Anti-Christian Feeling Rises in Buddhist Sri Lanka

The church bells were silent at Christmas across Buddhist-majority Sri Lanka.

After 20 years of civil war, Sri Lankans are no strangers to fear and violence, but as the island stumbles toward peace with the Tamil Tiger rebels it is grappling with a new problem -- a rise in anti-Christian sentiment.

The conflict has centered on the majority-Buddhist Sinhalese and the mostly Hindu Liberation Tigers of Tamil Eelam (LTTE), ignoring the 8 percent of the population that is Christian.

But that is changing since the death in December of a popular Buddhist monk who preached against conversions to Christianity.

His funeral on Christmas Eve drew thousands of mourners. But troops and armed police had to be called in to subdue crowds convinced that a conspiracy was behind the monk's death from a heart attack, prompting pastors to keep the bells silent at midnight mass for fear of attracting attention.

"The attacks are not something new. But the funeral gave kind of an excuse for this to escalate. It was a legitimate thing to attack Christians," said Godfrey Yogarajah, who heads the Evangelical Alliance of Sri Lanka.

Anger has mostly focused on evangelical churches, which make up about 1 percent of the Christian community and are relatively new to Sri Lanka compared to Catholicism, which took root with the arrival of Portuguese colonists in the 16th century.

But that did not stop vandals from attacking the Catholic church in one neighborhood.

"Two months ago they came with 25 to 30 monks and a group of laymen," said a 35-year-old sales manager who did not want to be named. "They brought a bo sapling and planted it, and removed the cross and put up a Buddhist flag," he said, referring to the tree under which Buddha is said to have received enlightenment.

The attackers returned recently, he added, this time to set fire to the pews and break the speaker system.


The orange robes and shaven heads of Buddhist monks are often equated with pacifism, but in Sri Lanka the clergy has long been a powerful political force.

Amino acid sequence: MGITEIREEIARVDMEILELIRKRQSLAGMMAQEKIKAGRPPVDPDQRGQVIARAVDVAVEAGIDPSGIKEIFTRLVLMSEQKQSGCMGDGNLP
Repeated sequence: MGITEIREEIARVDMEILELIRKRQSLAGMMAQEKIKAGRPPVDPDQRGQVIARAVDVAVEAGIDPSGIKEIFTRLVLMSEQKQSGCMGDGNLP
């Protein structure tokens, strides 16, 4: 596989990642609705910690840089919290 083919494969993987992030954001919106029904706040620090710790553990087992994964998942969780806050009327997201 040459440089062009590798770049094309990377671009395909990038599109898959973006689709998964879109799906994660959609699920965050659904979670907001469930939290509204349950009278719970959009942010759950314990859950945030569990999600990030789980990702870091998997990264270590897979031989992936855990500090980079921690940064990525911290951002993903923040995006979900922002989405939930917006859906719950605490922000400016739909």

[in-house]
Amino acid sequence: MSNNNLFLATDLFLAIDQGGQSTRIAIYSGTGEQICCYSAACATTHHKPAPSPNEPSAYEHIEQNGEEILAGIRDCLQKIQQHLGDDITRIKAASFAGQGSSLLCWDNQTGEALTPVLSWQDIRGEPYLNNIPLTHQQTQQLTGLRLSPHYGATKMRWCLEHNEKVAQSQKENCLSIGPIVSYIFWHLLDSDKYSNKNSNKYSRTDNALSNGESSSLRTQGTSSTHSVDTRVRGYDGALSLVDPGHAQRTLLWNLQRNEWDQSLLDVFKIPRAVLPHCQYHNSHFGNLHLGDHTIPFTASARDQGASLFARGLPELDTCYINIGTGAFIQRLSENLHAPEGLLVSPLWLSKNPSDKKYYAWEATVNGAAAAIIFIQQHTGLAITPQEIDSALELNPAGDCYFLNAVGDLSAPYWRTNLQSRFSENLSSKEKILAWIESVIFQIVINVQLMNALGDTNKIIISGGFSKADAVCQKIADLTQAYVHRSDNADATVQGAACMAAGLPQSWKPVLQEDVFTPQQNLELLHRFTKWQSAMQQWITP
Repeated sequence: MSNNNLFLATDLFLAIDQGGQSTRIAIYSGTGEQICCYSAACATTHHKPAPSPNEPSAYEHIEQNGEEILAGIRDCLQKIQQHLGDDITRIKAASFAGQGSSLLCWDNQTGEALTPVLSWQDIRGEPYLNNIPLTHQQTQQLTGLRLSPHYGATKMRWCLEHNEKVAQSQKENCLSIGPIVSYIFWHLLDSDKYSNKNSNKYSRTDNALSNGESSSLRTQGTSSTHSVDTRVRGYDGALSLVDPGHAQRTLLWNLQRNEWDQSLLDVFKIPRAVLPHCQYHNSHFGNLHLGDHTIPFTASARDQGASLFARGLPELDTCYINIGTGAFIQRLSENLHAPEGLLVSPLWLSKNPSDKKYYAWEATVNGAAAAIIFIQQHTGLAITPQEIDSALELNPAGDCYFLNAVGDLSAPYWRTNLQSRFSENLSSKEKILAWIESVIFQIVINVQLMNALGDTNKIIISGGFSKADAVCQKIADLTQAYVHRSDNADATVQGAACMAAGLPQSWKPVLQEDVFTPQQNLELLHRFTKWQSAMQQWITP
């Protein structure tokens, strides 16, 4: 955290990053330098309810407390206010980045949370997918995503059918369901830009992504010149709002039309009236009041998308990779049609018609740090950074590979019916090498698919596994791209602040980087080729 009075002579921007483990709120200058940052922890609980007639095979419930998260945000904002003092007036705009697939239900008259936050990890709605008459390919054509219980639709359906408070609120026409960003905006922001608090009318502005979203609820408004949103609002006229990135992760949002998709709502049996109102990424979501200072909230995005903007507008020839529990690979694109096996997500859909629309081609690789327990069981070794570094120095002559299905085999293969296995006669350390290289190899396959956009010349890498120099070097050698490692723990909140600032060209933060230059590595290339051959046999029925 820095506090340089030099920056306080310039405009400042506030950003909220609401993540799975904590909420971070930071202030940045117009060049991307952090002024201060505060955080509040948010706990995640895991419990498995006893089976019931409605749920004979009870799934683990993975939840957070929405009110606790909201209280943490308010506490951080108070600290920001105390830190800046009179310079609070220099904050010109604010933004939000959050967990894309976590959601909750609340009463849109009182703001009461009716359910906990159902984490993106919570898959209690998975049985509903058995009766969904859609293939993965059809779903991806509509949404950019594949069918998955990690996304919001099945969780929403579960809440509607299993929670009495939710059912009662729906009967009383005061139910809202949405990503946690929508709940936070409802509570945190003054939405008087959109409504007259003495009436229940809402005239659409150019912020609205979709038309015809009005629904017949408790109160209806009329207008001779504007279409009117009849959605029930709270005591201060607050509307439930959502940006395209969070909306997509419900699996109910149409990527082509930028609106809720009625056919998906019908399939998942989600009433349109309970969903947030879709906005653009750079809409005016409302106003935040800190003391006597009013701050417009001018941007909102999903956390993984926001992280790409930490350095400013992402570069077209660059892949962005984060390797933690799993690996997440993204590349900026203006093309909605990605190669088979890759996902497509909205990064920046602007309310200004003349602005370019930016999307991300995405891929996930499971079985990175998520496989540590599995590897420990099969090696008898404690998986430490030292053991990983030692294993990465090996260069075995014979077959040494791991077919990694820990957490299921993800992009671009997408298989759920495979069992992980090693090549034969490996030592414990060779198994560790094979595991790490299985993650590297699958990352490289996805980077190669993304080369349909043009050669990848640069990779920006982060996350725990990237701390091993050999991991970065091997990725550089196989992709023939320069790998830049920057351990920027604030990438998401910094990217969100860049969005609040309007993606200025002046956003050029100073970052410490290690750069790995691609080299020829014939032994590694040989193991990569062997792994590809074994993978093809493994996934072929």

They have helped scuttle past peace bids with Tamil Tiger rebels by sending a thousands of protesters into the streets, and while many support the island's current peace process, monks remain among its most vocal critics.

Now their political lobbying has spurred the government to say it will bring anti-conversion legislation, a move Christians fear would legitimize attacks.

Many say police are already hesitant to take action against the church attackers because of the power Buddhist priests hold in their community.

Analysts say most would not advocate violence, but that the monk's death is being used by Sinhala nationalist parties to generate political support from the Buddhist community.

"They see this constituency as one they can tap by creating this fear their religion is under threat," said Jehan Perera, of the National Peace Council, an independent think-tank.

"This also coincides with fears about concessions being made to the LTTE, so in a sense it has found fertile ground," he said.

Rev. Elle Gunawansa, a prominent Buddhist monk, deplores the violence against Christians, but says the Buddhist community -- more than 70 percent of the island's 19 million people -- are angry at conversions, which he says are encouraged by bribes or promises of employment.

"It is not a matter of numbers. It is not correct to unethically convert people," he said in his temple courtyard, a quiet oasis from the bustle of Colombo.

"Conversion is a problem. Buddhism has been reduced because of Western involvement," he said.


But the Evangelical Alliance's Yogarajah denies anyone is bribed to switch religions, and he says no cases have been brought to him, despite a pledge that he will investigate any instances he is notified of.

"We do not want to induce anyone to convert," he said. "Freedom of choice is very much rooted in our faith."

Sagara Gamage said there was no coercion behind his decision to give up his Buddhist upbringing for the Assembly of God.

"Earlier, I was not leading a correct life. So one day I went to the church and the pastor explained everything. I changed my life. I started to follow Jesus," he said.

The idea that conversions are made through inducements is "totally wrong," he says.

To the contrary, he says, rather than receiving, he gives 10 percent of his salary to the church.

"We have a duty to tell others, but not to convert. We cannot change somebody's heart," he said.